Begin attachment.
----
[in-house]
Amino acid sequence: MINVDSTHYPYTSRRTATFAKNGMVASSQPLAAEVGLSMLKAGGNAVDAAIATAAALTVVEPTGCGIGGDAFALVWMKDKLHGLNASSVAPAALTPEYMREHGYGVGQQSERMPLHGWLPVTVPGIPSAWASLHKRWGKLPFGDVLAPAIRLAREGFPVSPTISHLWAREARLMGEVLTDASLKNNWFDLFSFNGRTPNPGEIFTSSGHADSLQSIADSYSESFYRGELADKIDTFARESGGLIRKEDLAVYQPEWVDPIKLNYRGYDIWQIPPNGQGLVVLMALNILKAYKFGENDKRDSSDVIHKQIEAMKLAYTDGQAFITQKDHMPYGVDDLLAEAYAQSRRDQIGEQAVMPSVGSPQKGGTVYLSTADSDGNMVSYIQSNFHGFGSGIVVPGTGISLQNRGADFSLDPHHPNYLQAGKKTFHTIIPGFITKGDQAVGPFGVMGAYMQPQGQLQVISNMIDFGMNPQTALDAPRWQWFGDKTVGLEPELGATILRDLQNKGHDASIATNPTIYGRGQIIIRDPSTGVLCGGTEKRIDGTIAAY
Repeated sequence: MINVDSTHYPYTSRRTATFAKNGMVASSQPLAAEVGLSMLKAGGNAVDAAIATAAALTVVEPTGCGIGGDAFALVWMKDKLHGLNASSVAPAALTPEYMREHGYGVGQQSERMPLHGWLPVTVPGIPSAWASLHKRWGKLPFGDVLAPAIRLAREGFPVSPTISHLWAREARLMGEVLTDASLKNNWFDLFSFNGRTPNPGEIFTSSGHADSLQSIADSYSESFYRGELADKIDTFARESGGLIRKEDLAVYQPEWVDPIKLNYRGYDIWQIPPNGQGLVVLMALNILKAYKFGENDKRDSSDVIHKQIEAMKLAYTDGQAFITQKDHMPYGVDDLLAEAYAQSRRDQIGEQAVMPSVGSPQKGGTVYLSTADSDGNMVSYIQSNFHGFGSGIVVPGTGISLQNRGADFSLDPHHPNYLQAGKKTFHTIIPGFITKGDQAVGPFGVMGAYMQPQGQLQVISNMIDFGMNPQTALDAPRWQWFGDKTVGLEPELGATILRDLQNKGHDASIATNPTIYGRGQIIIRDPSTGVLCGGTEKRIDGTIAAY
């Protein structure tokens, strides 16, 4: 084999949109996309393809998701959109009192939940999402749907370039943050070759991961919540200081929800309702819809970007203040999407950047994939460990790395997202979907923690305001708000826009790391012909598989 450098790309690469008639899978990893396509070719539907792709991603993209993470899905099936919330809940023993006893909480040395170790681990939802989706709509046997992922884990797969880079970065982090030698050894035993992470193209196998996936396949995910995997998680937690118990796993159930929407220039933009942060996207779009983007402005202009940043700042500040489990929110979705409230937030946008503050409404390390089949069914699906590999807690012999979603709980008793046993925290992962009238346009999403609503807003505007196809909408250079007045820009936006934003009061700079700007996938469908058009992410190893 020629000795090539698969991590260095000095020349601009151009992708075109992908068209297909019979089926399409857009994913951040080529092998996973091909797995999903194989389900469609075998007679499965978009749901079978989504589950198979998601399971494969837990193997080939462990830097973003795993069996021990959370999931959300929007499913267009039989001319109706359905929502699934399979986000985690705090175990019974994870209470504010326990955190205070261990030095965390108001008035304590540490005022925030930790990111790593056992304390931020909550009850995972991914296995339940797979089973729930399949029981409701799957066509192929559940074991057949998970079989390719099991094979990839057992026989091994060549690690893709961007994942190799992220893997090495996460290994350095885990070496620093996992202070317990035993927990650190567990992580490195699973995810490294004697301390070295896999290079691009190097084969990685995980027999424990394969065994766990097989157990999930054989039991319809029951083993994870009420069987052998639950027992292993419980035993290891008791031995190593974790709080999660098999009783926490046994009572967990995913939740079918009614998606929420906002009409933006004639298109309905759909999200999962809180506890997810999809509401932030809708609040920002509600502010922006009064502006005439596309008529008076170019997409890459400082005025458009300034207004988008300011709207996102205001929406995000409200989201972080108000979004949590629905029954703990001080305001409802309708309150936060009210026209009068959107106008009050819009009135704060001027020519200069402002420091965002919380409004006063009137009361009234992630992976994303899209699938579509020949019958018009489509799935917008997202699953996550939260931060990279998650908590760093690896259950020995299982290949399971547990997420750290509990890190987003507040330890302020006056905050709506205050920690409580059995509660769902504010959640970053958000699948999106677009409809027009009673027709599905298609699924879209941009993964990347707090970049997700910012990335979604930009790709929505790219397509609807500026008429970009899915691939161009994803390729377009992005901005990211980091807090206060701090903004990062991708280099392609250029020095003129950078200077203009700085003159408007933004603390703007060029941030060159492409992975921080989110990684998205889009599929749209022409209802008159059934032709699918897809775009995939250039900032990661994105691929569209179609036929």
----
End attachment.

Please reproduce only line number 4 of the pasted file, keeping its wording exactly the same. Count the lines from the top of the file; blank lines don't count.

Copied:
């Protein structure tokens, strides 16, 4: 084999949109996309393809998701959109009192939940999402749907370039943050070759991961919540200081929800309702819809970007203040999407950047994939460990790395997202979907923690305001708000826009790391012909598989 450098790309690469008639899978990893396509070719539907792709991603993209993470899905099936919330809940023993006893909480040395170790681990939802989706709509046997992922884990797969880079970065982090030698050894035993992470193209196998996936396949995910995997998680937690118990796993159930929407220039933009942060996207779009983007402005202009940043700042500040489990929110979705409230937030946008503050409404390390089949069914699906590999807690012999979603709980008793046993925290992962009238346009999403609503807003505007196809909408250079007045820009936006934003009061700079700007996938469908058009992410190893 020629000795090539698969991590260095000095020349601009151009992708075109992908068209297909019979089926399409857009994913951040080529092998996973091909797995999903194989389900469609075998007679499965978009749901079978989504589950198979998601399971494969837990193997080939462990830097973003795993069996021990959370999931959300929007499913267009039989001319109706359905929502699934399979986000985690705090175990019974994870209470504010326990955190205070261990030095965390108001008035304590540490005022925030930790990111790593056992304390931020909550009850995972991914296995339940797979089973729930399949029981409701799957066509192929559940074991057949998970079989390719099991094979990839057992026989091994060549690690893709961007994942190799992220893997090495996460290994350095885990070496620093996992202070317990035993927990650190567990992580490195699973995810490294004697301390070295896999290079691009190097084969990685995980027999424990394969065994766990097989157990999930054989039991319809029951083993994870009420069987052998639950027992292993419980035993290891008791031995190593974790709080999660098999009783926490046994009572967990995913939740079918009614998606929420906002009409933006004639298109309905759909999200999962809180506890997810999809509401932030809708609040920002509600502010922006009064502006005439596309008529008076170019997409890459400082005025458009300034207004988008300011709207996102205001929406995000409200989201972080108000979004949590629905029954703990001080305001409802309708309150936060009210026209009068959107106008009050819009009135704060001027020519200069402002420091965002919380409004006063009137009361009234992630992976994303899209699938579509020949019958018009489509799935917008997202699953996550939260931060990279998650908590760093690896259950020995299982290949399971547990997420750290509990890190987003507040330890302020006056905050709506205050920690409580059995509660769902504010959640970053958000699948999106677009409809027009009673027709599905298609699924879209941009993964990347707090970049997700910012990335979604930009790709929505790219397509609807500026008429970009899915691939161009994803390729377009992005901005990211980091807090206060701090903004990062991708280099392609250029020095003129950078200077203009700085003159408007933004603390703007060029941030060159492409992975921080989110990684998205889009599929749209022409209802008159059934032709699918897809775009995939250039900032990661994105691929569209179609036929």